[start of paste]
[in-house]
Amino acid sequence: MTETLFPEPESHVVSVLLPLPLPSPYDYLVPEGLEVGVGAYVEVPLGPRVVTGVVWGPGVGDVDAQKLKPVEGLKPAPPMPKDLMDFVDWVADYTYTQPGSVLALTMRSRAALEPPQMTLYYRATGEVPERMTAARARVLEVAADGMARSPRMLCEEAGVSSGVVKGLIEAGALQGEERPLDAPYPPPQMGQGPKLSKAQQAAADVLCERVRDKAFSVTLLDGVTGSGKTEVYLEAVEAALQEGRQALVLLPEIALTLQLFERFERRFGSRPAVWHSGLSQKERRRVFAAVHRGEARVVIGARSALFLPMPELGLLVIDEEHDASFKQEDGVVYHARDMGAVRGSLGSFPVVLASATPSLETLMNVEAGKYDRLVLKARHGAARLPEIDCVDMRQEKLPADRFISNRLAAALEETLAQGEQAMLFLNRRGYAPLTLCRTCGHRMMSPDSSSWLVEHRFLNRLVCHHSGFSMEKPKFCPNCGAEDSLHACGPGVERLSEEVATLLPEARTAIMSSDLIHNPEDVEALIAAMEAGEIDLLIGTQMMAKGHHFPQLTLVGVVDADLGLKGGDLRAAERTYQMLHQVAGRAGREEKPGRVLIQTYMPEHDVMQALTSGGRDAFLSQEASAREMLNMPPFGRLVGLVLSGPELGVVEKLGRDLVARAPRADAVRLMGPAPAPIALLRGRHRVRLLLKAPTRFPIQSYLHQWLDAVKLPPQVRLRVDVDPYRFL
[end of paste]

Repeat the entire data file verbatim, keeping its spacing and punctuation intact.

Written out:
[in-house]
Amino acid sequence: MTETLFPEPESHVVSVLLPLPLPSPYDYLVPEGLEVGVGAYVEVPLGPRVVTGVVWGPGVGDVDAQKLKPVEGLKPAPPMPKDLMDFVDWVADYTYTQPGSVLALTMRSRAALEPPQMTLYYRATGEVPERMTAARARVLEVAADGMARSPRMLCEEAGVSSGVVKGLIEAGALQGEERPLDAPYPPPQMGQGPKLSKAQQAAADVLCERVRDKAFSVTLLDGVTGSGKTEVYLEAVEAALQEGRQALVLLPEIALTLQLFERFERRFGSRPAVWHSGLSQKERRRVFAAVHRGEARVVIGARSALFLPMPELGLLVIDEEHDASFKQEDGVVYHARDMGAVRGSLGSFPVVLASATPSLETLMNVEAGKYDRLVLKARHGAARLPEIDCVDMRQEKLPADRFISNRLAAALEETLAQGEQAMLFLNRRGYAPLTLCRTCGHRMMSPDSSSWLVEHRFLNRLVCHHSGFSMEKPKFCPNCGAEDSLHACGPGVERLSEEVATLLPEARTAIMSSDLIHNPEDVEALIAAMEAGEIDLLIGTQMMAKGHHFPQLTLVGVVDADLGLKGGDLRAAERTYQMLHQVAGRAGREEKPGRVLIQTYMPEHDVMQALTSGGRDAFLSQEASAREMLNMPPFGRLVGLVLSGPELGVVEKLGRDLVARAPRADAVRLMGPAPAPIALLRGRHRVRLLLKAPTRFPIQSYLHQWLDAVKLPPQVRLRVDVDPYRFL